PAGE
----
Sharing personal information online has made people vulnerable to identity fraud – a risk heightened during data breaches, like the massive Equifax breach that saw 143 million US citizens’ social security numbers lifted by hackers.
It’s hard to picture a cyber criminal going after a child’s information and yet, they are often the targets of identity fraud, according to the 2018 Child Identity Fraud Study produced by Javelin Strategy & Research. Last year, this type of fraud affected over a million children in the US and led to $2.6 billion in losses, with families $540 million out of pocket.
“What criminals do is they take the social security numbers of children and they use those to establish a credit report by using what’s usually a fake name, a date of birth that doesn’t match, and a different address,” said Al Pascual, senior vice president of research, and head of fraud and security at Javelin. “Subsequently, they will take on new products, services, and lines of credit to make that identity look substantial so that over time, they can get access to better products, better services, bigger lines of credit – run up the tab, in essence.”
No-one is too young to be a victim of identity fraud. The report, which was sponsored by Identity Guard, revealed that 66% of child ID fraud victims are under the age of eight, while 20% are under the age of 12. Data breaches are particularly harmful for minors, who are essentially “blank slate” targets.
“The child’s identity is tailor-made because there’s no history associated with it, until there is,” said Pascual.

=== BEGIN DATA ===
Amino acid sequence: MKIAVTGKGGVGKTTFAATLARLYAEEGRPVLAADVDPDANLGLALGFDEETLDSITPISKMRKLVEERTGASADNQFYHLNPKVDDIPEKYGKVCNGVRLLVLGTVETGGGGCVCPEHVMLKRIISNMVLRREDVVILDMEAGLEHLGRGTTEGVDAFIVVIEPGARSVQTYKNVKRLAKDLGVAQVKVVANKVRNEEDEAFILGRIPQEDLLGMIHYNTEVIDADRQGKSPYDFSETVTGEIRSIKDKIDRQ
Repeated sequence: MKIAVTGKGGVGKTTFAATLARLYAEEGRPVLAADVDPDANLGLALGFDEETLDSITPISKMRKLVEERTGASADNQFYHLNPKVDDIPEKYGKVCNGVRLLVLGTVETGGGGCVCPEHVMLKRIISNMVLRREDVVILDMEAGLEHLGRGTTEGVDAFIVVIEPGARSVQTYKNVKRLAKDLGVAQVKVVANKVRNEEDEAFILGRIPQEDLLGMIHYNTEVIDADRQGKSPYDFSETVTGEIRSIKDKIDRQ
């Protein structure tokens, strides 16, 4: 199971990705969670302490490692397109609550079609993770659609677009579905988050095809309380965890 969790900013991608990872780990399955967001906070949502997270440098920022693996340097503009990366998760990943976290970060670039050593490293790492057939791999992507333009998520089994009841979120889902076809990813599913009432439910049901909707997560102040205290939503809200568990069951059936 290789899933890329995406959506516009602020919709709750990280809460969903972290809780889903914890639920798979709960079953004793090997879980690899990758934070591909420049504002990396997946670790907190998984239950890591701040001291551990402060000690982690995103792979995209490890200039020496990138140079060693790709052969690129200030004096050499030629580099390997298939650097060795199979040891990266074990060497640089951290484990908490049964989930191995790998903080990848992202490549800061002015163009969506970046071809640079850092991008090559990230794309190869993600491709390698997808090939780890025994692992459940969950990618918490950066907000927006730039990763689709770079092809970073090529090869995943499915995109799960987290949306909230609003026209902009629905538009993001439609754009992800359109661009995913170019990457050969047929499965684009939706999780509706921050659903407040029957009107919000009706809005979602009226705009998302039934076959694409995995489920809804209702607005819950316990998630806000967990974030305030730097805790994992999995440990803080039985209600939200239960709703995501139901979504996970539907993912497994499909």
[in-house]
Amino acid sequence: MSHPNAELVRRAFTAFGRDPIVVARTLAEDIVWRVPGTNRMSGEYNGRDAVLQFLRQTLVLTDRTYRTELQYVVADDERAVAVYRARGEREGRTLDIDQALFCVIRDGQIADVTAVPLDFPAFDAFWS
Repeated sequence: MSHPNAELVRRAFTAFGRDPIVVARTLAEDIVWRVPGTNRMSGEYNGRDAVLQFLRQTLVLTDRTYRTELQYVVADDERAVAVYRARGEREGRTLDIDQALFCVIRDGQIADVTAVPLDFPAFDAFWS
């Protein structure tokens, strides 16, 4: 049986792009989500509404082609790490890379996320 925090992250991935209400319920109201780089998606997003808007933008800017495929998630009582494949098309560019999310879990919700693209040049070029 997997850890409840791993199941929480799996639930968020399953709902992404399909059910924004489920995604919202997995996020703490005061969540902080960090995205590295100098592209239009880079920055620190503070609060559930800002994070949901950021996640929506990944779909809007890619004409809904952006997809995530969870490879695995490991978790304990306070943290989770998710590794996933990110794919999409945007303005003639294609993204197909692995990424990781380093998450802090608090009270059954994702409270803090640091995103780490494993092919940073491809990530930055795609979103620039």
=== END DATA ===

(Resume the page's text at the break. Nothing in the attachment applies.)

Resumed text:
The digitization of how people interact and do business has made everyone more vulnerable to identity fraud. Something as simple as opening a new account online, for example, has made it easier for ID fraud to be committed.
“Before that, it just wasn’t practical for a criminal to take all of these different identity elements and try to walk into a bank. They were going to have more success using a real identity than something like this,” explained Pascual.
It doesn’t help that kids today are often no different than adults with their use of social media.
“In this day and age, children have unprecedented access to many online devices, mobile devices, computers – just technology, period,” said Melba Amissi, chief operating officer of Intersections. “By interacting and engaging with those technologies, they are actually exposing a lot of sensitive information.”
Instructing clients to scrutinize medical bills or any other types of billing that contains sensitive information is one way brokers can help in the fight against fraud, recommended Amissi. Insurance products can also help in mitigating this risk.
“It’s not uncommon for policies to include things like identity theft restoration or identity protection services. There are a number of services on the market that also offer coverage to families, rather than just children,” said Pascual. “Depending on the services that they’re offering, that might be an opportunity for [brokers] to offer additional value, knowing that this is really becoming more of a problem at the end of the day.”